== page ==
Cambridge Edition

Cyber attack expert urges caution


A data expert says it’s likely a valid administra­tive account was used in the cyber attack of a major primary health provider’s system.

The cyber attack took place on Wednesday, September 28 and has compromise­d patient details kept by Waikato and Bay of Plenty health provider Pinnacle, which operates dozens of GP practices.

The affected IT was immediatel­y taken offline and contained, but the Pinnacle group regional offices, and Primary Health Care Ltd practices across Taranaki, Rotorua, Taupō-Tūrangi, Thames-Coromandel and Waikato were impacted.

Datacom cybersecur­ity director Matthew Evetts said though informatio­n about the nature of the attack had not been released, it was likely a valid administra­tive account was used to access the system.

This was because some users reported their devices resetting, raising the first alarm of an attack.

He said these details could have been stolen or bought, but because they were real accounts they were more difficult to pick up.

Chief executive Justin Butcher said on Tuesday that investigat­ions were still underway, but it appeared the ‘‘malicious actors’’ had accessed informatio­n from the system, which could include commercial and personal details.

Butcher would not say if any demands had been made from the ‘‘malicious actors’’ and did not know what they would do with the accessed informatio­n.

Pinnacle does not hold informatio­n such as GP notes, but does hold personal informatio­n such as names, addresses, and National Health Index (NHI) numbers.

‘‘At this point in time, we cannot confirm what specific data or informatio­n may have been accessed, but we are working through a process to better understand that,’’ he said.

‘‘This will take time, however, we believe it is important to disclose this incident now, so we can support those people who have potentiall­y been impacted.’’

On Wednesday, a spokespers­on said the investigat­ion was still in early stages and there was no further informatio­n.

In a statement Pinnacle said it ‘‘engaged external support partners and launched an in-depth investigat­ion alongside relevant authoritie­s.

‘‘We have also laid a complaint with the police and are working alongside Te Whatu Ora and a number of other Government agencies.’’

Evetts said stolen personal data was usually stolen to be sold and used for fraud or for gaining more informatio­n. The personal informatio­n could be leveraged to uncover more informatio­n about the person before it was used to extort money out of a person or organisati­on.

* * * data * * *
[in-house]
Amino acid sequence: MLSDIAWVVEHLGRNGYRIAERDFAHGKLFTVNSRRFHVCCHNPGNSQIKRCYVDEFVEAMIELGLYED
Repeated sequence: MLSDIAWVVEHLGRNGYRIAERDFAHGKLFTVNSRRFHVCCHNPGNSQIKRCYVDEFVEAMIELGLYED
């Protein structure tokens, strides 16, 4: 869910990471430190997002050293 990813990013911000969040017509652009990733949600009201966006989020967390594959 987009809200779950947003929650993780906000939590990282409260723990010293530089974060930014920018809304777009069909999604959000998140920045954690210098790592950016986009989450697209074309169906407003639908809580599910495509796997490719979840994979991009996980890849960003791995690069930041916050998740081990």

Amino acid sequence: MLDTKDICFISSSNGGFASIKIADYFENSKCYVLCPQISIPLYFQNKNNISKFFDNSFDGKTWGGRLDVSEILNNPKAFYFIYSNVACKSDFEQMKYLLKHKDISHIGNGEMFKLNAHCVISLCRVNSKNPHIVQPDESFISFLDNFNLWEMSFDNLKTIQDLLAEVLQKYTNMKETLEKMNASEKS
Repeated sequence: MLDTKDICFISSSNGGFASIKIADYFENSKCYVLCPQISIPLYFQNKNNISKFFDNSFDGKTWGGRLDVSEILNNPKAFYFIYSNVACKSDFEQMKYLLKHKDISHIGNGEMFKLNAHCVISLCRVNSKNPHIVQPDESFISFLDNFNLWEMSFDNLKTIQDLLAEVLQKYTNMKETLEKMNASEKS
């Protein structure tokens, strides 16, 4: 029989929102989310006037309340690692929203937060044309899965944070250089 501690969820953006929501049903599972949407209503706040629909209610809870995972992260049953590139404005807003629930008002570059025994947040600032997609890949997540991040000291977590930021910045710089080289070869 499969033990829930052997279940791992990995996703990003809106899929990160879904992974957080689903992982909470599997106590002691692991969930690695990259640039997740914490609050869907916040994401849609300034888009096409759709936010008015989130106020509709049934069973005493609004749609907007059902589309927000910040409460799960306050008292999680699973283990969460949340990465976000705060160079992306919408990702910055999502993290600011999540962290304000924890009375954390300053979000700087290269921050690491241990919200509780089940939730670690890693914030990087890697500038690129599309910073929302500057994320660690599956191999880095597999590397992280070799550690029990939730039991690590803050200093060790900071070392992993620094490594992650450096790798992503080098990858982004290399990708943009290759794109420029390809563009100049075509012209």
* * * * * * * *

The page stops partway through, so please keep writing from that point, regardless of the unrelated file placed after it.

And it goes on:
He said patients involved with Pinnacle’s GP centres should, now more than ever, be careful about their online activity.

People should also make sure the person or organisati­on they were dealing with online was who they said they were.

He said using a password vault was a good way to keep on top of having a unique password that was regularly changed.

Evetts said Pinnacle had done the right thing by enlisting experts to forensical­ly investigat­e the breach and uncover what was and wasn’t taken.

‘‘They are not saying anything about how it was taken. That is wise because you don’t want to open yourself to more attacks.’’

He said when the extent of the breach was known Pinnacle would need to work with staff and patients to mitigate the fallout of what could be done with the stolen informatio­n.

Malware breaches, when someone downloaded something they shouldn’t, were on the decline, he said. But many people and organisati­ons were still falling victim to social engineerin­g cyber attacks – by phishing, phone calls, and texts.

He said people were becoming more aware and careful about their online activity, but attackers were constantly advancing.

Evetts said it was important an organisati­on’s people, processes and technology were as secure as possible.

It wasn’t just about the online systems, it was also about making sure staff understood why and how to keep safe and that processes were in place to keep informatio­n secure.

 ?? ?? Datacom cybersecur­ity director Matthew Evetts said it was likely a valid account was used to access the Pinnacle system.
Datacom cybersecur­ity director Matthew Evetts said it was likely a valid account was used to access the Pinnacle system.

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